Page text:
TRIPS conditions that impose more standards beyond TRIPS were also discussed.  These free trade agreements contain conditions that limit the ability of governments to create competition for generic drug manufacturers. In particular, the United States has been criticized for encouraging protection far beyond the standards imposed by TRIPS. U.S. free trade agreements with Australia, Morocco, and Bahrain have extended patentability by requiring patents to be available for new uses of known products.  The TRIPS Agreement allows for the issuance of compulsory licences at the discretion of a country. The more ad hoc conditions provided for in the free trade agreements between the United States and Australia, Jordan, Singapore and Vietnam have limited the application of compulsory licenses to emergency situations, antitrust measures and cases of non-commercial public use. (d) arising from international agreements for the protection of intellectual property which entered into force before the entry into force of the WTO Agreement, provided that such agreements are notified to the Ad Hoc Council and do not constitute arbitrary or unjustifiable discrimination against nationals of other Members. The obligations under Articles 3 and 4 shall not apply to procedures under multilateral agreements concluded under the auspices of WIPO concerning the acquisition or maintenance of intellectual property rights. Less developed countries, in particular, cited their young domestic manufacturing and technology industries as evidence of the imprecision of the policy. A 2003 agreement eased the requirements of the domestic market and allows developing countries to export to other countries where there is a national health problem as long as the exported medicines are not part of a trade or industrial policy.  Drugs exported under such a regime may be packaged or coloured differently to prevent them from harming the markets of industrialized countries.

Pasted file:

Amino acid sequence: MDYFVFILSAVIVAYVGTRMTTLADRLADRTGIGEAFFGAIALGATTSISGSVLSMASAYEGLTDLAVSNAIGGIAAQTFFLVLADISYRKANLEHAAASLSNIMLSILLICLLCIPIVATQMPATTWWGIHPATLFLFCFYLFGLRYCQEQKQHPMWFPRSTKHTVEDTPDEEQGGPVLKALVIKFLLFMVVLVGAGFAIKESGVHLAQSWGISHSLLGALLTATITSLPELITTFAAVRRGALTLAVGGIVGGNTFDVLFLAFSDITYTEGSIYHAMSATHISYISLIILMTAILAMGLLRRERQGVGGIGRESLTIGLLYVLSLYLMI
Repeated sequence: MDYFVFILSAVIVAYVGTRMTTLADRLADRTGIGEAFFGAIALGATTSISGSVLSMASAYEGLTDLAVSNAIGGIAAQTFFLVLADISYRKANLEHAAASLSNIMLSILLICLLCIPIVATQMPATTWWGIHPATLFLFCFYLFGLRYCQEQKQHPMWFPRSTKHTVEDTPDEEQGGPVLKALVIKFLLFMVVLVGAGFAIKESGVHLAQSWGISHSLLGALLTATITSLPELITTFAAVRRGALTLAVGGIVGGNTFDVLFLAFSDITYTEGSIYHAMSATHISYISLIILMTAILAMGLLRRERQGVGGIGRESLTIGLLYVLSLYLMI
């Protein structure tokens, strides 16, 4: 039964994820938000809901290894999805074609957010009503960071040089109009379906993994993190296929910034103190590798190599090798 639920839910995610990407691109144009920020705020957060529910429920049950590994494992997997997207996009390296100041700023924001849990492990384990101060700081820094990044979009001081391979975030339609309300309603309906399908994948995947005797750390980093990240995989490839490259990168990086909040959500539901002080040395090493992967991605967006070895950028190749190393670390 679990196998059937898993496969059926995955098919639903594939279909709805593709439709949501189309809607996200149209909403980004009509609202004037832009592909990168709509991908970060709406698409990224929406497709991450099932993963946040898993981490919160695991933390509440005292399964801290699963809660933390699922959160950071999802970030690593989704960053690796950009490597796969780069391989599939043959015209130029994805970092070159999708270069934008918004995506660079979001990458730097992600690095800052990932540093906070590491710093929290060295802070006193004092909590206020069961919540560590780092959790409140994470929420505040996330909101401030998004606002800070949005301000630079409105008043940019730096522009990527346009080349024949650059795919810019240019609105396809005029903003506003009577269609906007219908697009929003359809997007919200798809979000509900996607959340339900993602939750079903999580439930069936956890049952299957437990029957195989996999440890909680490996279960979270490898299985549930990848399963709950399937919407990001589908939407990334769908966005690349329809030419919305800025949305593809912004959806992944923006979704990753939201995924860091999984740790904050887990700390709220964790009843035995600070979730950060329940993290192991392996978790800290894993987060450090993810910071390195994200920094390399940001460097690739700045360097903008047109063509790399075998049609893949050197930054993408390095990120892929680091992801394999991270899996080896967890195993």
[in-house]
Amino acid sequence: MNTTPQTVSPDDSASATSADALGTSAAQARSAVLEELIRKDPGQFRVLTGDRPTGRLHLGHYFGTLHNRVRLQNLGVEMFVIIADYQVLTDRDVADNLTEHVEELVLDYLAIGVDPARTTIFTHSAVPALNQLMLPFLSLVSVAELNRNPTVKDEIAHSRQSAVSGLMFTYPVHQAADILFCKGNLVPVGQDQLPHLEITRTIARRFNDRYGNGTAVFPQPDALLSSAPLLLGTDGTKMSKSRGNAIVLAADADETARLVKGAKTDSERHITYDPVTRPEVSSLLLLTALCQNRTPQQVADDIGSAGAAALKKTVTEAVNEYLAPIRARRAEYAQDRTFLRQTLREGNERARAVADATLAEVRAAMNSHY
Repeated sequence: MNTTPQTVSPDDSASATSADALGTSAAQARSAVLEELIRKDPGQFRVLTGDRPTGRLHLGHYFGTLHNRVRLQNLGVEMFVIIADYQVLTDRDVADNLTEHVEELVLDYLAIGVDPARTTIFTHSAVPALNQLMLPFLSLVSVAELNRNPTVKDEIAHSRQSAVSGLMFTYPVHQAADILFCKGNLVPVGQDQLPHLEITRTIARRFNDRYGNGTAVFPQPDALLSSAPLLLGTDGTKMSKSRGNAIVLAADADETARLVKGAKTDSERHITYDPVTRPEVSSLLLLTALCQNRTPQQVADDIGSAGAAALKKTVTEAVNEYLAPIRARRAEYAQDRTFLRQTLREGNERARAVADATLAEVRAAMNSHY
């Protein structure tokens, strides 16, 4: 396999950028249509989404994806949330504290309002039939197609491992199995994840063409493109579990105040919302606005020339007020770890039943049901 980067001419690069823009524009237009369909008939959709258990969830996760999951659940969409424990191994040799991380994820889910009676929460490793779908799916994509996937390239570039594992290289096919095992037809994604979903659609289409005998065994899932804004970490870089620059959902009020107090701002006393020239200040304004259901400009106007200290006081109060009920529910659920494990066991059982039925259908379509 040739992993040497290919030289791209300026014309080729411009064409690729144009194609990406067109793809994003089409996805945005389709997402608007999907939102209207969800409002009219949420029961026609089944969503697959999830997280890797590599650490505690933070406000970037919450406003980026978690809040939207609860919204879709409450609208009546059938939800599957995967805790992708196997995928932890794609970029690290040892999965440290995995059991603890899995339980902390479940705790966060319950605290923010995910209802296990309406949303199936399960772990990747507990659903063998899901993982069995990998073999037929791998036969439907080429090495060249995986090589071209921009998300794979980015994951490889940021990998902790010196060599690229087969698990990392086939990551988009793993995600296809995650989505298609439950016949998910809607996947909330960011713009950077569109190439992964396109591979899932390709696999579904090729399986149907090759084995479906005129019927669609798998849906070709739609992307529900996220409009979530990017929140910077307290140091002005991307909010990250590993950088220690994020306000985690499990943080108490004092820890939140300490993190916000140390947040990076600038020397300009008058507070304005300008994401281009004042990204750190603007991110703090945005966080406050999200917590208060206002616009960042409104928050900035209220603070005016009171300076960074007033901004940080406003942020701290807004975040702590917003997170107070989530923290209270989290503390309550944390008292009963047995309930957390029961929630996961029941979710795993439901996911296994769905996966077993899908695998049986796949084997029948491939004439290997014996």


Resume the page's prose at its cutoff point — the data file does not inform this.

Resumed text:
Since the entry into force of TRIPS, it has been the subject of criticism from developing countries, scientists and non-governmental organizations. While some of this criticism is directed at the WTO in general, many proponents of trade liberalization also see TRIPS as bad policy. The wealth concentration effects of TRIPS (the movement of money from people in developing countries to copyright and patent holders in industrialized countries) and the imposition of artificial shortages on citizens of countries that would otherwise have had weaker intellectual property laws are common bases for such criticism. . . .